HoopsVibe's Very Quick Call: From Hook Mitchell to The Goat, these are streetball royalty.
5. Rafer Alson
The only reason Alston got a shot to play basketball at the next level in the first place is because of his prowess as arguably the best streetballer in the history of NYC. Playing at three colleges in three years due to discipline problems and off the court issues, Alston’s reputation preceded him and the Bucks signed him out of college. After languishing on the Bucks bench for three years and the Raptors for one he got a break with Miami and was the starting point guard in Dwyane Wade’s rookie season. For the next six years he averaged 12+ points, 5+ assists, 3+ rebounds and almost two steals per game.
Though he had the most success of anyone on this list, he was a streetballer at heart. Check out this link to see a young Rafer in action; http://www.youtube.com/watch?v=Za8WK9h1PnY . (Ignore the background music.)
4. Joe Hammond
Without a doubt, Joe Hammond has the best nickname of anyone on this list. “The Destroyer” a nickname he garnered for crushing opposing defenses. Hammond dropped out of school in the ninth grade, so there are no prep recordings of his accomplishments. Instead, he made his name playing in Harlem summer leagues, most notably the Rucker Tournament. In these games Hammond would battle college all Americans and pro players home for the summer.
And at the end of the day, Joe Hammond was recognized as the best basketball player in NYC by scoring 40 or 50 points a game. How else could he get selected by the LA Lakers in the 1971 draft without playing a minute of college ball and barely any in high school? Hammond declined the $50,000 offer because he was making more than that selling drugs and had actually saved up 50k by the age of 15. Hammond continued to sell drugs and eventually got addicted to heroin which caused him to spend multiple years in prison.
But what Hammond will be known for more than ever is his performance in the 1970 Rucker League championship game. After missing the entire first half, Hammond showed up, outscored Julius Erving 50-39, and was named the MVP of the tournament.
3. Earl “The Goat” Manigault
At 6-1 inches tall, “The Goat” had a legendary vertical and could literally put a stack of quarters on top of the backboard and then jump back up to collect them. Manigault garnered his fame by playing at Rucker Park in NYC with NBA legends Kareem Abdul-Jabbar, Connie Hawkins and Earl Monroe. At Abdul-Jabbar’s retirement ceremony he was asked who the greatest player he ever played against was. And amazingly he said Earl Manigault. Check out our full length profile of The Goat.
“The Goat” is given credit as the inventor and maybe only person to ever pull off a dunk called the “Double Dunk” successfully. From Wikipedia, “He would dunk the ball, catch it with his left hand, switch the ball to his right hand, bring it back around to the top of the basket and jam it through again, all done while still in the air on a single jump, and without hanging on the rim.”
Just like a lot of other players on this list, drug and discipline problems got the best of his innate basketball abilities and never fully realized his potential.
2. “Pee Wee” Kirkland
How many players can say they turned down an NBA job offer because their “day job” was paying them better? Probably not too many in the last 15 years due to the increases in salary, but even before that it was a rarity. The only problem was that Kirkland’s second job was dealing drugs and something he started doing at the age of 13 to escape poverty. And it was something he became good at quickly.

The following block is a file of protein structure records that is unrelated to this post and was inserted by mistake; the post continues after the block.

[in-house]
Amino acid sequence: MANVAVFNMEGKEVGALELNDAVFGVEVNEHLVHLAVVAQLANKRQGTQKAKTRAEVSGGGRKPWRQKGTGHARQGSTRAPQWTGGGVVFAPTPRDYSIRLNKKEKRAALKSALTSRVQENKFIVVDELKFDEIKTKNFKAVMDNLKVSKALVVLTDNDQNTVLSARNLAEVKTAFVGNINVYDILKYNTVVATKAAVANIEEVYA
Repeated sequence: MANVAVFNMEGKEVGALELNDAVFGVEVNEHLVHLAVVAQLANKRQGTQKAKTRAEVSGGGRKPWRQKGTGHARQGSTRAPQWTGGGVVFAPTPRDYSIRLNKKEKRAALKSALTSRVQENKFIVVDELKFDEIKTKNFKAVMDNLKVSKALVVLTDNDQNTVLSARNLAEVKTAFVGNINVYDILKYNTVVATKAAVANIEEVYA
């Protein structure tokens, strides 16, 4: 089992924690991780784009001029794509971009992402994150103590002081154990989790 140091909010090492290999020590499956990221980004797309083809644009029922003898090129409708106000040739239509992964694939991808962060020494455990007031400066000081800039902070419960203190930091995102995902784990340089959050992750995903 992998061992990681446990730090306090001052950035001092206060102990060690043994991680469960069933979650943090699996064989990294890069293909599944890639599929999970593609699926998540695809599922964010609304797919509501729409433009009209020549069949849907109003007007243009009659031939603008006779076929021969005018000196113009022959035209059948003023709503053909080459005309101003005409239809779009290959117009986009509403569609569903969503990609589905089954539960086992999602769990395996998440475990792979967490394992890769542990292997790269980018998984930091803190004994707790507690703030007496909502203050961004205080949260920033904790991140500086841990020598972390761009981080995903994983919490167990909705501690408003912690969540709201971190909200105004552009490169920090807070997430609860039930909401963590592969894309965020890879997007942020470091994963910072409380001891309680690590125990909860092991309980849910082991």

"I was out there with the cars and the drugs, the jewelry, the entourage. I was giving out money and making it back over again. I had the gangster style, I was the guy who was carrying two guns. That life is like quicksand. I knew right from wrong, but once you're in, it's almost impossible to get out."
Kirkland was a gifted scorer who could put up points in a hurry no matter where he played scoring over 100 points in a game twice and even in prison, scoring 465 points in eight games (58 ppg). Kirkland was an all-around force, and is sometimes credited with inventing the crossover dribble and the spin dribble.
1. Demetrius “Hook” Mitchell
In streetball, to hear someone tell you how good they are is generally a sign that they aren’t that good to begin with. But to hear current and former NBA stars like Jason Kidd, Gary Payton, Brian Shaw and Antonio Davis say it on camera, unprovoked really means something. The vast majority of any “legend’ is made up through stories passed on by word of mouth and very rarely witnessed first-hand. Luckily for Mitchell, the rise of his legend coincided with the rise of the internet so you can see just what a beast he was by clicking here; http://www.youtube.com/watch?v=JfNylXvpQSc&feature=related . To hear NBA stars gush about a player who never made it to the league is pretty remarkable by itself.
What separated Mitchell from everyone else was his leaping ability and was his true claim to fame. At 5-9, Mitchell not only dunked over cars or multiple people, but even a 10 speed parked on top of a Volkswagen! For as good as he was on the court, Mitchell got into drugs and was arrested for robbing a Blockbuster video store and spent five years in prison. But when he got out at the age of 35 he actually had a tryout with the Golden State Warriors waiting for him. Though he didn’t make the team, not making it just served to add to the legend that is Hook Mitchell.